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I have a user level process which is sleeping currently, by using sleep() function. I am trying to write a kernel module which can first extract the task_struct of the user process from its PID, and then can wake the process. Till date I have implemented the code for getting the task_struct from PID. But, I dont know of any function which can wake up that process. I tried wake_up_process(task_struct), though its returning 1, i.e, success in waking up the process, but the the printf() statement just after the sleep() statement of the user process is not getting executed. Will changing the state of the task_struct help? Or there's some another approach for doing the same? Please guide me further.

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1 Answer 1

It is possible, but you might be going about it the wrong way. sleep() waits on a delay, and even though you could signal the process from within the kernel (essentially like kill(2) in user mode, with some non harmful signal, but something that will "kick you out" of the system call, the correct way of doing so is having the sleeping process block on a device which your kernel module exports. This way, the kernel module will have control - the process will be stuck in a read(2) call, and until your read implmentation in the module returns, the process will be stuck.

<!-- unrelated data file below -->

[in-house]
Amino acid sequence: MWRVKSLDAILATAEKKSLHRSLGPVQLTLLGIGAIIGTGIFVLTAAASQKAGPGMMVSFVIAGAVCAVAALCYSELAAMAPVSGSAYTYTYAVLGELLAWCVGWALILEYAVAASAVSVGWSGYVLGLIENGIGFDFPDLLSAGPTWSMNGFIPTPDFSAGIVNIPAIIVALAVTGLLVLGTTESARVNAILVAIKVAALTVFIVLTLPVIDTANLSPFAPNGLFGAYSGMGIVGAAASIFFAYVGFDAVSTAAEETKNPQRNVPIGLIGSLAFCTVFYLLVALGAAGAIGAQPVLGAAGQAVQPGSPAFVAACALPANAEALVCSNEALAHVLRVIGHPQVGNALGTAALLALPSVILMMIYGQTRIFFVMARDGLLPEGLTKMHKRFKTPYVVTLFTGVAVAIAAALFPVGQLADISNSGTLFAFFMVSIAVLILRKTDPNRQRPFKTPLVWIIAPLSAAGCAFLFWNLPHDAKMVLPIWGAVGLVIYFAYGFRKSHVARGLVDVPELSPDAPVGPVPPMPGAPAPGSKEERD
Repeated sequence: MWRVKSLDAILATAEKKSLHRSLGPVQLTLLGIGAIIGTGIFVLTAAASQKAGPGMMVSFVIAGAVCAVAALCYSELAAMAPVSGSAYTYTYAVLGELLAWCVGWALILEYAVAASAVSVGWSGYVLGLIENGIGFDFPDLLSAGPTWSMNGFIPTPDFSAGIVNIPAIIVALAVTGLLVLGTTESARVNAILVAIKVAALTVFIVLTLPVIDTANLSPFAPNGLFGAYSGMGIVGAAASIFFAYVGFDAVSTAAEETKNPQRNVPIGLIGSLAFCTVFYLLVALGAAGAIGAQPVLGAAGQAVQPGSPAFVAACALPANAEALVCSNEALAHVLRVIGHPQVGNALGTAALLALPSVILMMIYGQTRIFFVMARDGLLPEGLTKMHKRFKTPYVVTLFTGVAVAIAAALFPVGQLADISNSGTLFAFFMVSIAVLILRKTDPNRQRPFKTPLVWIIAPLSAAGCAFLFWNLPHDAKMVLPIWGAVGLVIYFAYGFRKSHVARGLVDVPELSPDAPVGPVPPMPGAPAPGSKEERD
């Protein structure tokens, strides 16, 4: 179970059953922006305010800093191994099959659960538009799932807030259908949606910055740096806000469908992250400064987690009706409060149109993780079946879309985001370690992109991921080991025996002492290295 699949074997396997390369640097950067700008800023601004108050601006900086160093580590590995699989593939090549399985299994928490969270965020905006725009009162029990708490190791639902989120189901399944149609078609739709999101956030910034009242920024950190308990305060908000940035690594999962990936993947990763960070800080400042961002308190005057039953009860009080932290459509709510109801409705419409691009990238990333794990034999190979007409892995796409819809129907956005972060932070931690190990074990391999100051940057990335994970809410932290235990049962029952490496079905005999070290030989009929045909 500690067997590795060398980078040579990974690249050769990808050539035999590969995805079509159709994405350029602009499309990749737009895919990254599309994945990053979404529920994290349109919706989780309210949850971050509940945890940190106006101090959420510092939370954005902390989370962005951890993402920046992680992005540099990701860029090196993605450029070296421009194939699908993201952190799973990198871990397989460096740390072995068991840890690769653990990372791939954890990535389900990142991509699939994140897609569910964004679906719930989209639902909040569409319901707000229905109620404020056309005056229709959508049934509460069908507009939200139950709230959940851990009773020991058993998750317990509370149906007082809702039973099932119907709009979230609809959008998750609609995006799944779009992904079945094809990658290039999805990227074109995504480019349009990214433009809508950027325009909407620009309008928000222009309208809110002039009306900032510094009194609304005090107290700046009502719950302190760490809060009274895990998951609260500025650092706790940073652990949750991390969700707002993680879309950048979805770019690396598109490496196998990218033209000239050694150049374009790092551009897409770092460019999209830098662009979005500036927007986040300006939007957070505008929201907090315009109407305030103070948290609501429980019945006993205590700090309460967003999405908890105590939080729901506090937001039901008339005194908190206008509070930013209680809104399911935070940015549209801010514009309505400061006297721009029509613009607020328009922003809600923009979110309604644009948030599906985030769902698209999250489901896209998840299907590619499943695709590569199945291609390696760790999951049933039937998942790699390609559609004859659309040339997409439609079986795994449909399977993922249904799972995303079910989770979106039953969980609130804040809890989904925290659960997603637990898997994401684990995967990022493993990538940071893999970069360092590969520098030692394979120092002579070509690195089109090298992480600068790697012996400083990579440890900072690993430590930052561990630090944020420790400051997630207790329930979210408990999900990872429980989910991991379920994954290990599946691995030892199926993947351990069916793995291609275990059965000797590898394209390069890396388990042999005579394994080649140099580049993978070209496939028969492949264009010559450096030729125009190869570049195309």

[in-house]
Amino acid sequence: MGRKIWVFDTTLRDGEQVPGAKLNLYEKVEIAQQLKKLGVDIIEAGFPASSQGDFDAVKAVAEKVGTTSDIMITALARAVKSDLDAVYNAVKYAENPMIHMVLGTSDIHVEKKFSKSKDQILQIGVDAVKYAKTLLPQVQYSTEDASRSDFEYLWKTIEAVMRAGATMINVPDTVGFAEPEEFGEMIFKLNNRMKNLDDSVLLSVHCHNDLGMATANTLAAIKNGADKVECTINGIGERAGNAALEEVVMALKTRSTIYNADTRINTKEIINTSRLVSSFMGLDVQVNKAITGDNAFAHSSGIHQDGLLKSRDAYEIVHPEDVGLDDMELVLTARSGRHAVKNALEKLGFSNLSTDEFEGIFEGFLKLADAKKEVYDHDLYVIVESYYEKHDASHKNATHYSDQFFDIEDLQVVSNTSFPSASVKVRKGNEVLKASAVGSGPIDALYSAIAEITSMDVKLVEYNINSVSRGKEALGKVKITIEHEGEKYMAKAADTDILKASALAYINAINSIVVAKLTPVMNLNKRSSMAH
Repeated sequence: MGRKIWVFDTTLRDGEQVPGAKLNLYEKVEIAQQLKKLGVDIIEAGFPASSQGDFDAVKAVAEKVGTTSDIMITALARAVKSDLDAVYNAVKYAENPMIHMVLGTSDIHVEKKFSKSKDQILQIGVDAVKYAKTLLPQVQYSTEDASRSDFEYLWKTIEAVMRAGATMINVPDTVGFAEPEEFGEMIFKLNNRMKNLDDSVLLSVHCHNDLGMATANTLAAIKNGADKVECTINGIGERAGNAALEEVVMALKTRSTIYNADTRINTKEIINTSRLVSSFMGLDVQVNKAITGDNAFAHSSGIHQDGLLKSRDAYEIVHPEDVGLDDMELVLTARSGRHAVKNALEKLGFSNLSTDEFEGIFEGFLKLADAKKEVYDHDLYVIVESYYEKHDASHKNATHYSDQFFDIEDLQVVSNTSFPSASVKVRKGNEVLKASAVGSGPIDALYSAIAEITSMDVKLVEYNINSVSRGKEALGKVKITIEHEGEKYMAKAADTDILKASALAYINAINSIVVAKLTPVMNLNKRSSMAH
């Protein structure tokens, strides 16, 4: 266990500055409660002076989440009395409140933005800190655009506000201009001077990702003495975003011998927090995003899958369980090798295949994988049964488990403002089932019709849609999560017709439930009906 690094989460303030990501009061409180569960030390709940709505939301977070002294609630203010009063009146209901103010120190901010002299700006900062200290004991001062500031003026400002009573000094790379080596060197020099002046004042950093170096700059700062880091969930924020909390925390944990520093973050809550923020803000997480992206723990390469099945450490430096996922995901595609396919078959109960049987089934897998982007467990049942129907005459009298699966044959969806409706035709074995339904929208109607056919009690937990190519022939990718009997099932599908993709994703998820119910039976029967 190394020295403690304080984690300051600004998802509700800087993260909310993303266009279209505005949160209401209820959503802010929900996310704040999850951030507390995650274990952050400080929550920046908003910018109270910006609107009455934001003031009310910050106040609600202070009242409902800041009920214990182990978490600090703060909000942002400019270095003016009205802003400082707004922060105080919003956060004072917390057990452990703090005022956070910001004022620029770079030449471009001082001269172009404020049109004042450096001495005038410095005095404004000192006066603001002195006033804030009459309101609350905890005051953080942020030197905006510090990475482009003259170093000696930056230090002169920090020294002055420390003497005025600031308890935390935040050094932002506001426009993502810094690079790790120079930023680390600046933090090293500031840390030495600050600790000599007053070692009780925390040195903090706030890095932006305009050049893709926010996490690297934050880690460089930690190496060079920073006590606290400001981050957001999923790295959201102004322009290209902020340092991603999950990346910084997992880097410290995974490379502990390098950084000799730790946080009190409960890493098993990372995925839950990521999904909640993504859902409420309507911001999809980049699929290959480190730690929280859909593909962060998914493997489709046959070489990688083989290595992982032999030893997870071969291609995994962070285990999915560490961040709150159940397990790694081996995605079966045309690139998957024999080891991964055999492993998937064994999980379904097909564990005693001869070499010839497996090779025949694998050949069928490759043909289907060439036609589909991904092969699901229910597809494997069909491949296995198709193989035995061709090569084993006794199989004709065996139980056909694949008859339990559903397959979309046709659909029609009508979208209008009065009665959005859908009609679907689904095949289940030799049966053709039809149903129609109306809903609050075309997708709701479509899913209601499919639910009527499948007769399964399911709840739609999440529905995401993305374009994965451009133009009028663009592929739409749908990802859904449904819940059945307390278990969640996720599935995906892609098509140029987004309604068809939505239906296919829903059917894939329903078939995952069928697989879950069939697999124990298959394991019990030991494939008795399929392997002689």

This is preferable, because the whole idea of sleeping is when you are waiting for something. When you simple sleep(xxxx) indefinitely, you're basically waiting on a time out. What more, using the device approach, you can add the file descriptor to a select(2)/poll(2) loop, as well, which makes for very elegant synchronization with other input/output descriptors.

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can you explain with a sample piece of code ? – Narain Apr 11 '13 at 5:04
That means, according to you, instead of using sleep, I should use a 'read', such that, the process gets blocked. So, my kernel module will basically then unblock the process to make it read that file. But, I didnt understood, how will my kernel unblock it. Does sending signals from the kernel module help? Isnt there any function for ding the same? – vidzi Apr 11 '13 at 7:56
To reiterate: if you just use "sleep" you can wake with a signal (technically SIGALRM). But the read method is preferred. The flow is simple: you create a character device driver. The user mode process calls read(2) on the device driver. When it calls read, your read handler in the module is invoked. From that point on, your module has the control of your process, as its code is running in that process/thread context. No function for doing same, because "sleep" is not meant to be woken up on an event, but after a timeout. Reading from an FD, however, is designed for it. – Technologeeks Apr 11 '13 at 15:17

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